But there is also a way that students are responsible for themselves, so now I’m finally going to answer your question. Everyone needs to take responsibility for their own lives. Graduate school is professional school, and people need to run their own professional lives. I’m calling on faculty to take more responsibility for the guidance they provide, but that doesn’t take students out of their own driver’s seat. One of the lines in the book that I repeat a lot is ‘you are the CEO of your own graduate education.’ By owning the CEO position, graduate students can help faculty, as well as vice versa, to do the things that need doing. It’s been my experience traveling around the country that graduate students want very badly for their education to correspond in concrete ways to the reality that waits for them outside. And what graduate students can do is remind faculty of that fact, and also show them ways that they might move toward this goal. The view from the faculty perch is different, and in some ways valuably different, from the student perch. There ought to be collaboration, and what graduate students can do is promote that collaboration. I’m telling faculty the same thing, but, you know, it takes two to make the dance.
ES: As you said before, we are the CEOs of our experience, but CEOs always need consultants, too. It’s not necessarily automatic in our department anymore that you are going to be a professor. This is really exciting: this means you could be so many other things, but this also means you could prepare to follow so many different paths. What’s really important to many students in our department is discussing how to make sustainable decisions for ourselves. How can we acknowledge the multiplicity of possibilities while also recognizing limits of time and energy?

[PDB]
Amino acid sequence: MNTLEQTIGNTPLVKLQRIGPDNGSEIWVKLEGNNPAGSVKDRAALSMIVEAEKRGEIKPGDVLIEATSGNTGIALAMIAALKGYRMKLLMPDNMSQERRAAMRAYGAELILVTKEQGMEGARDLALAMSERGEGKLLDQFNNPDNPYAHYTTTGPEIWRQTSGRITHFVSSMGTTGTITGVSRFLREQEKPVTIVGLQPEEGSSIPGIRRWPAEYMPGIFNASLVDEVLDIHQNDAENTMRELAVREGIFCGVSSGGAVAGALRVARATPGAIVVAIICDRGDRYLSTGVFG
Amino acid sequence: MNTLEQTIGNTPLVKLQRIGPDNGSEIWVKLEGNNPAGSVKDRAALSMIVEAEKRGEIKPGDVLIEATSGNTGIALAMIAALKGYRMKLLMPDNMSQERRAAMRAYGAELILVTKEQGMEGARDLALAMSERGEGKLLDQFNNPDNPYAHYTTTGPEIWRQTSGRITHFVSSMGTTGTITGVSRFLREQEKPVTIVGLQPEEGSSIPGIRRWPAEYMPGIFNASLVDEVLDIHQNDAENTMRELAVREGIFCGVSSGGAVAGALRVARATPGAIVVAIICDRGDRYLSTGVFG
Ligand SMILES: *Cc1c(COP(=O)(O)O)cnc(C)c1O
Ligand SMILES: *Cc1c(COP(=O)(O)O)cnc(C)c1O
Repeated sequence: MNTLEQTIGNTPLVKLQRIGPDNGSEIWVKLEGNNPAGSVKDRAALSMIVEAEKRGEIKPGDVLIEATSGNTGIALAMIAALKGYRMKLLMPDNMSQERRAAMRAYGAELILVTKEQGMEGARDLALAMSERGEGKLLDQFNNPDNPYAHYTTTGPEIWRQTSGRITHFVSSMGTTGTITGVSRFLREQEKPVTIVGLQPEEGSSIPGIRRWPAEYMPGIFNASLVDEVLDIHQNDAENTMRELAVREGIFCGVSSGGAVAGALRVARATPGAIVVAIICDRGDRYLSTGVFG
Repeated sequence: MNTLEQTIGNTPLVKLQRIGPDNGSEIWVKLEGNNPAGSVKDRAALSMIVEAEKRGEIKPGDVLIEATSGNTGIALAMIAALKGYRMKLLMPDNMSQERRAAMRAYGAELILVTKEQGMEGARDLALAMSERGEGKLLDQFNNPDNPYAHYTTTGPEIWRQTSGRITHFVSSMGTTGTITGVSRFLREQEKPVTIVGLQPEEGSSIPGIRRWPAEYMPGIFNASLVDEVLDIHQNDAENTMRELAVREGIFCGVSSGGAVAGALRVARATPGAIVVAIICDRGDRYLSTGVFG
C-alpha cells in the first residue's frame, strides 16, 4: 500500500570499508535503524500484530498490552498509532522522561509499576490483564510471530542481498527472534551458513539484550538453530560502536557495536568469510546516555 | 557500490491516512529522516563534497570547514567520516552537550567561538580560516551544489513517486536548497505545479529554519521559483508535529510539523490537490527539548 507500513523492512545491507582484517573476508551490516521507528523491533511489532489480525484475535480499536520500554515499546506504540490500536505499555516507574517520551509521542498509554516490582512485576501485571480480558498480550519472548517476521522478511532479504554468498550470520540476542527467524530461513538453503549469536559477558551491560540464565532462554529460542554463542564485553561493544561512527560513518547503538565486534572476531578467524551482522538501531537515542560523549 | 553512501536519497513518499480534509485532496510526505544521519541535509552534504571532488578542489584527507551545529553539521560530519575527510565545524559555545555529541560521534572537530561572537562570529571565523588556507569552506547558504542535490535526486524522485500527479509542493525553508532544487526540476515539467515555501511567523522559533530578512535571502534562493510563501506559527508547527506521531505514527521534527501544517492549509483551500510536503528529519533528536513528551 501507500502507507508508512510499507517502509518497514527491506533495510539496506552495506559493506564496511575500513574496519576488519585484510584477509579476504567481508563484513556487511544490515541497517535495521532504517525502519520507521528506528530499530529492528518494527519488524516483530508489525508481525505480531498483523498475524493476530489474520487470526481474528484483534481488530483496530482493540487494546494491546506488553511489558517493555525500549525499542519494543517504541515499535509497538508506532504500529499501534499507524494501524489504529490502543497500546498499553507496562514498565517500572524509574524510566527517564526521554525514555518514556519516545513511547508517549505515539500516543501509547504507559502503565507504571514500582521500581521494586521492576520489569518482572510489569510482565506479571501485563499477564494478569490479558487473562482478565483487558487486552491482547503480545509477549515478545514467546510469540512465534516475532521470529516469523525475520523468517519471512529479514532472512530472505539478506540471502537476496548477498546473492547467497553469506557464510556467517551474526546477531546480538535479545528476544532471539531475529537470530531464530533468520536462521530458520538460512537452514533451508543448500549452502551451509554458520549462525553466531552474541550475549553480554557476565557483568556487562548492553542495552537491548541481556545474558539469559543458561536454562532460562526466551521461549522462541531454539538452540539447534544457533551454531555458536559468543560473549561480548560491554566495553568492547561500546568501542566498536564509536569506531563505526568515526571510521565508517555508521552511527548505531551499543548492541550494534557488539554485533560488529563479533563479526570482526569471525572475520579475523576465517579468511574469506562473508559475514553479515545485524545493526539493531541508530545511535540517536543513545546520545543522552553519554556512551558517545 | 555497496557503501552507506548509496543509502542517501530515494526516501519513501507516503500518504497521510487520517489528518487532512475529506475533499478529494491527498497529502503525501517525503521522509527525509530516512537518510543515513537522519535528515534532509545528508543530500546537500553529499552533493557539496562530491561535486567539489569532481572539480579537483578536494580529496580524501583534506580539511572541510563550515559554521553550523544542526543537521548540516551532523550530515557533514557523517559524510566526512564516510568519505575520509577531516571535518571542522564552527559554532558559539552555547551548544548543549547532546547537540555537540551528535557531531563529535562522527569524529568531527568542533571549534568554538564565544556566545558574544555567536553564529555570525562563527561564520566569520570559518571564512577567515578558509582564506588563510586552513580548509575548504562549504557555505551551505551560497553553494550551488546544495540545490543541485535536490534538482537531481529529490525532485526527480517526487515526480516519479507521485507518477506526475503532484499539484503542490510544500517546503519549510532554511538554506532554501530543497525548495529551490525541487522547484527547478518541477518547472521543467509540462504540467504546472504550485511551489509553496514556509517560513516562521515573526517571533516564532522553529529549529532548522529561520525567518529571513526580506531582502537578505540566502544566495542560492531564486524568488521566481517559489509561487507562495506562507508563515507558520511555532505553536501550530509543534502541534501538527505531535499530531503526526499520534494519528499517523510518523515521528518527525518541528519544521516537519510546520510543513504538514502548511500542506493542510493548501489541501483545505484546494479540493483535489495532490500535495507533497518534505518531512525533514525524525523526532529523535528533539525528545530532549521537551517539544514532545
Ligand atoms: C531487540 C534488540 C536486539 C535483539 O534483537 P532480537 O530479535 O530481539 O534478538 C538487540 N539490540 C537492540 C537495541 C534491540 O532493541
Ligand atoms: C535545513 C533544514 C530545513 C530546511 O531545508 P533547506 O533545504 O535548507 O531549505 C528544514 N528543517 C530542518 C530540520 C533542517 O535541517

LC: The question you just asked is one you could hear from any professional in any field in the world. So it’s a professional question, not a graduate school question. So how does it translate into the context of graduate school? Grad school is, as we were saying before, both an internship and a job, a time of being a student and also of being a young worker in a workplace? Here I’ll invoke the CEO metaphor again. You’re right that a CEO needs advisers. In real life, the CEO has a board. The CEO guides the company, but with counsel from the corporate board. What the graduate student in this case needs is a board (including a dissertation committee, graduate director, and other faculty) that is flexible, understanding, and sympathetic. The board needs to appreciate the situation of the graduate student. Now we come back to where you started [Editor’s note: this came up in the lunch discussion with graduate students], with ‘more or or.’ Because if the board is understands the lives of graduate students, then they understand that time to degree is an issue, and that therefore, in charting the course forward for the graduate student/CEO, it’s important to make a plan that’s practical and efficient as well as fruitful and substantial.